Lithuania

   

Environmental Policies

#11
Key Findings
Despite a high energy intensity, Lithuania scores well (rank 11) with regard to environmental policies. Its score on this measure is unchanged relative to its 2014 level.

The country’s greenhouse-gas emission reduction target is only 9%, compared to an EU-level target of 30%. Emissions in the country are nevertheless forecast to rise by 6% by 2030 as compared to 2005. Taxes on transport are the EU’s lowest. Climate-change program funds have been reallocated to increase public-employee salaries.

The proportion of energy produced from renewable sources is above 25%, exceeding the Europe 2020 target of 23%. The share in the heating sector was nearly 50% as of 2017. A national strategy contains further regulatory and financial incentives for the use of wind and solar energy, with a goal of basing all domestic energy production on renewables by 2050

Water-supply and sewage infrastructures have improved substantially. Wastewater treatment and waste disposal are weak areas. Lithuania has outlawed the use of electricity derived from Belarusian nuclear-power plants, and is trying to dissuade other Baltic countries from buying it.

Environment

#10

How effectively does environmental policy in your country protect and preserve the sustainability of natural resources and environmental quality?

10
 9

Environmental policy goals are ambitious and effectively implemented as well as monitored within and across most relevant policy sectors that account for the largest share of resource use and emissions.
 8
 7
 6


Environmental policy goals are mainly ambitious and effectively implemented and are monitored within and across some of the relevant policy sectors that account for the largest share of resource use and emissions.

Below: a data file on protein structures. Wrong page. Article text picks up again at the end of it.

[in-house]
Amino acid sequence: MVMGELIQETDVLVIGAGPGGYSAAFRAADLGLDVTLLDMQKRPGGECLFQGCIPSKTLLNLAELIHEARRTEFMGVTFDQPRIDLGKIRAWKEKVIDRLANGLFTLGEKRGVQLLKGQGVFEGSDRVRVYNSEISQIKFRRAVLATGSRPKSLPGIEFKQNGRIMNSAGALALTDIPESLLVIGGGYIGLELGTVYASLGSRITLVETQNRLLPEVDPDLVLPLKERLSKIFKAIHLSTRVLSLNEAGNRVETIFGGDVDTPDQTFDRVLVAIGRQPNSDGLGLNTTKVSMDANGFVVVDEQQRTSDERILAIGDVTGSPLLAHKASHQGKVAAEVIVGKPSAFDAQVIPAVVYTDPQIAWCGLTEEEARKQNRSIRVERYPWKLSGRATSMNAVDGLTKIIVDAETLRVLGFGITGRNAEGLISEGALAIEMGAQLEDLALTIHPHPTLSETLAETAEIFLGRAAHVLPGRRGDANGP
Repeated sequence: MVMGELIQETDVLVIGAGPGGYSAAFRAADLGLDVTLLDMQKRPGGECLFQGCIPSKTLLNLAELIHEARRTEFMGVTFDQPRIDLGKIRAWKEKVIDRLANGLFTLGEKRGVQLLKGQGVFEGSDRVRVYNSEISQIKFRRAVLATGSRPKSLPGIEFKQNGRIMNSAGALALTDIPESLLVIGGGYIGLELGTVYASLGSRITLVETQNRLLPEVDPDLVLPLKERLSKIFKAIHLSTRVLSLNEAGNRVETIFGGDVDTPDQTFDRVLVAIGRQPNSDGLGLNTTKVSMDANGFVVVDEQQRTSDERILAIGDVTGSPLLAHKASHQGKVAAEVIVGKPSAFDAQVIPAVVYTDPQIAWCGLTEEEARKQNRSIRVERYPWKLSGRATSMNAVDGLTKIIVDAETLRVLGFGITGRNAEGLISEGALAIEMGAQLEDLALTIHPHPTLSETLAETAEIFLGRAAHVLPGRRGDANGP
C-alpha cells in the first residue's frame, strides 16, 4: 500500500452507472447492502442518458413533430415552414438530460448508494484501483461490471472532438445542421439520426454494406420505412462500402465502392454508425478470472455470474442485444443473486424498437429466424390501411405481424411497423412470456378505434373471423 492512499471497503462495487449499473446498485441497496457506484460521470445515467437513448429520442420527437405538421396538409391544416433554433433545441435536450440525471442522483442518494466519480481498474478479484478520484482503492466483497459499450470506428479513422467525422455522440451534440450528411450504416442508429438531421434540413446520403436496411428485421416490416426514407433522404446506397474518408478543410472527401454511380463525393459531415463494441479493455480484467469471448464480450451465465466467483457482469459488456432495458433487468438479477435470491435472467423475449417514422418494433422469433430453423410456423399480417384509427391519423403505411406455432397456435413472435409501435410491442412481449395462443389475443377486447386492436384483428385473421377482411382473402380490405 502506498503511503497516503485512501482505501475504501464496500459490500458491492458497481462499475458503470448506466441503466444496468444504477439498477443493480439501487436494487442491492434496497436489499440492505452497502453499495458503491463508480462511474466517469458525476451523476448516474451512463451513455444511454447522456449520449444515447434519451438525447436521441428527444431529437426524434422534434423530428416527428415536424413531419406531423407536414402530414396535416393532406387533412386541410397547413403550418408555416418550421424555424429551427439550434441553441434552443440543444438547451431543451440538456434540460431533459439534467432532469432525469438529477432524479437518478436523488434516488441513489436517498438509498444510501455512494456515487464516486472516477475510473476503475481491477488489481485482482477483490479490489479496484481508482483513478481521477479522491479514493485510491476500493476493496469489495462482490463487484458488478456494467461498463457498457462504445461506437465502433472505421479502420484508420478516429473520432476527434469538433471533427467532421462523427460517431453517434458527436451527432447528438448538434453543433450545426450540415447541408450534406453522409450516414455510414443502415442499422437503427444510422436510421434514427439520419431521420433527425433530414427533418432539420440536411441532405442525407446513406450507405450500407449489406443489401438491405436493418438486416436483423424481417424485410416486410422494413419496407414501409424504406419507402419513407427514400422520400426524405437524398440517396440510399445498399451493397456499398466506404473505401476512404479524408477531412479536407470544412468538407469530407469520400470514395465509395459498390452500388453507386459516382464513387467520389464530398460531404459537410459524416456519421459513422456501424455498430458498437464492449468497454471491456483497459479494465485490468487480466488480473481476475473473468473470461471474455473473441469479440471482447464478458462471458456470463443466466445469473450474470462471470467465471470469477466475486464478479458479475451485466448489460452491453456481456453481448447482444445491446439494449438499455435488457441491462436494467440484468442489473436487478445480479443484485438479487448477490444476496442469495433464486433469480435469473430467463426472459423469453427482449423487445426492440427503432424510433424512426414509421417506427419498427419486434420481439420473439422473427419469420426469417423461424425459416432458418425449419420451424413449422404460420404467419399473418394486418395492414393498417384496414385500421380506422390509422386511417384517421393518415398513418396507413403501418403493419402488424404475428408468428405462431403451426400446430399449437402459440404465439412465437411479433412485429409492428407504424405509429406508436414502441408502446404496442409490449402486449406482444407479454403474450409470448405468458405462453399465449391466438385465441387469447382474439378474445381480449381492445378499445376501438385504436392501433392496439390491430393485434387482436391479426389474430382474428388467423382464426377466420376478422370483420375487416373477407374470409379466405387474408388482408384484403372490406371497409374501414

5
 4
 3


Environmental policy goals are neither particularly ambitious nor are they effectively implemented and coordinated across relevant policy sectors.
 2
 1

Environmental concerns have been largely abandoned.
Environmental Policy
7
Lithuania’s environmental performance varies significantly by sector. The country’s energy intensity is above the EU average, with the residential-housing sector and the transport sector being particularly energy-inefficient. Lithuania lacks ambitious greenhouse-gas emission targets, with its binding EU target being a reduction of only 9% (compared to that of 30% i n the EU ). In addition, since emissions in the country are forecast to rise by 6% by 2030 as a baseline compared to the level of 2005, significant efforts will be necessary to meet the national climate and energy goals. Since taxes on transport are the lowest in the EU in the country, Lithuanian authorities have proposed taxing polluting cars. The Ministry of Environment announced the possibility of imposing €20 in tax per vehicle emitting over 130g/km. However, this was transformed into a vehicle-registration tax during the debates over the 2020 budget. Thus, fiscal needs were prioritized over environmental objectives. This was also visible in the decision to reallocate funds from the country’s climate-change program to other budget programs, mostly in response to public protests by teachers, lecturers, doctors and other professions demanding wage increases in 2020.

The proportion of energy produced from renewable sources in Lithuania reached 25.8% in 2017, above the country’s Europe 2020 target of 23%. The heating sector, where the share of renewables reached 46.5%, largely contributed to this achievement. In terms of the overall share of renewables in domestic energy production, Lithuania is second after Denmark due to expanding solar- and wind-energy capacities. The National Energy Strategy includes further regulatory and financial incentives for the use of wind and solar energy, with the goal of having all domestic production of energy be based on renewables by 2050.

Water-supply and sewage infrastructure has improved substantially over the years thanks to the use of EU structural funds. However, the provision of adequate connections to the public water supply still remains a challenge in some areas. Moreover, wastewater treatment is inadequate in some respects, with significant differences evident between rural and urban areas. In February 2017, the European Commission initiated an infringement procedure against Lithuania for failing to comply with EU wastewater-treatment requirements.